Also, hooray for finally posting again! Life has me way too busy to even reply to comments lately. I swear I’m not ignoring you.

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17 thoughts on “I Need A Large Dose Of Happy

  1. Interesting. I don’t mind if characters go through a lot in books, though I don’t like reading about torture itself (or watching it). And I don’t hold some stuff in my head: I tried to write very black horror, thinking I’d read a lot of that, I knew what was going on, but when it came to it, I didn’t have enough of that inside my head. And I decided I didn’t really want it there.
    I read the Larssen trilogy and enjoyed it, but when I saw the film, couldn’t watch some of the scenes. I had recorded The Girl with the Dragon Tattoo, so was able to fast forward through some of it. If that makes me a bit pathetic, can’t help it.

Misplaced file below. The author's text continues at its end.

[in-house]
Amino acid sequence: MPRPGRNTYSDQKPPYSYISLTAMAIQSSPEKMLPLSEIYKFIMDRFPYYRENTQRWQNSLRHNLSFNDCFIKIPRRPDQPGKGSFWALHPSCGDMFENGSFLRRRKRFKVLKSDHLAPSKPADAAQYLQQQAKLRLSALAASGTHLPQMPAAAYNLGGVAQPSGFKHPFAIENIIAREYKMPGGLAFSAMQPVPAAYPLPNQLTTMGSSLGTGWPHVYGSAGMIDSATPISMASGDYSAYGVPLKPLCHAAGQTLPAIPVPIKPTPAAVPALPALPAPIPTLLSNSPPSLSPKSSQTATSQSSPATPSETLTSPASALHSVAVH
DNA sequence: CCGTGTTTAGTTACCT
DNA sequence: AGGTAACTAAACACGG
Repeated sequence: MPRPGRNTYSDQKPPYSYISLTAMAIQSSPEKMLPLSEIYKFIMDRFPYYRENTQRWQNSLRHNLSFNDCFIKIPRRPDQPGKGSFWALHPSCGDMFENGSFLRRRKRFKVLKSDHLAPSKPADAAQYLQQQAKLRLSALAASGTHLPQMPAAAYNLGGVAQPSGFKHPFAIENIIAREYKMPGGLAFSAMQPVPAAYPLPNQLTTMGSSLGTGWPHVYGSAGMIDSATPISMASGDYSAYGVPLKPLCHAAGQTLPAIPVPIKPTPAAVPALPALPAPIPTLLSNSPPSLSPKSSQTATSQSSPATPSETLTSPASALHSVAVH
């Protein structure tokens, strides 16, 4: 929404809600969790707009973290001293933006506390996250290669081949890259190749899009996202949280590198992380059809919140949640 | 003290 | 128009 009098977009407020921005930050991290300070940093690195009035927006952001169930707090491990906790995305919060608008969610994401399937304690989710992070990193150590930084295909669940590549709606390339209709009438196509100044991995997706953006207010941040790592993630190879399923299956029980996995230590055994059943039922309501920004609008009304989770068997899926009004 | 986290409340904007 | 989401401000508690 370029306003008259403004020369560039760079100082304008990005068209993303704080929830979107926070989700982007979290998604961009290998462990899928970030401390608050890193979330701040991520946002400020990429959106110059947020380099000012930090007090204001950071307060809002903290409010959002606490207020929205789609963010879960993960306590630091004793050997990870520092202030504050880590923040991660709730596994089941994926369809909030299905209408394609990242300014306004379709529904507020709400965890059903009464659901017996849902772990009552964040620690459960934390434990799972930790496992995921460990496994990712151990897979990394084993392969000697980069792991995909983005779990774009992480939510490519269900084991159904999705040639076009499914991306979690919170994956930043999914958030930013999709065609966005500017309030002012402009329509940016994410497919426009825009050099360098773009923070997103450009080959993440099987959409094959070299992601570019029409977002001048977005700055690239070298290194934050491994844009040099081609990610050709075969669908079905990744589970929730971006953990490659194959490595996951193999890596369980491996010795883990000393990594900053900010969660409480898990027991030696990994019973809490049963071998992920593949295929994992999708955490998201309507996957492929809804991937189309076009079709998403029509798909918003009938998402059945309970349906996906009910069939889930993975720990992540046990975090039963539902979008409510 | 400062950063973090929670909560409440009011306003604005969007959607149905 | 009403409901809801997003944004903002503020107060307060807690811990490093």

My husband doesn’t like some of the stuff I write, because he likes a happy ending. I don’t mind things being a little more ambiguous. And I loathe books like One Day (SPOILER ALERT) where you get nearly to the end and the main character is killed off. I threw that book across the room at that point, furious. I don’t want to spend hours getting to know someone and have them gratuitously slain.

  2. I’m an empath as well. It took me a long time to realize it though and it was after years of reading Stephen King and other dark, horror writers. When I finally made the connection, I had to go so far as to stop reading newspapers or watching the daily news; I’ve had to avoid many a good movie and settle now for my light-on-plot action films. I’m still drawn to Stephen King and his cohorts in horror and I will occasionally be wrangled into seeing a movie with substance (translation, dark and depressing mood) but I now have tools in place to combat the resulting downward spiral in my own feelings / emotions. It’s difficult to get other people to understand.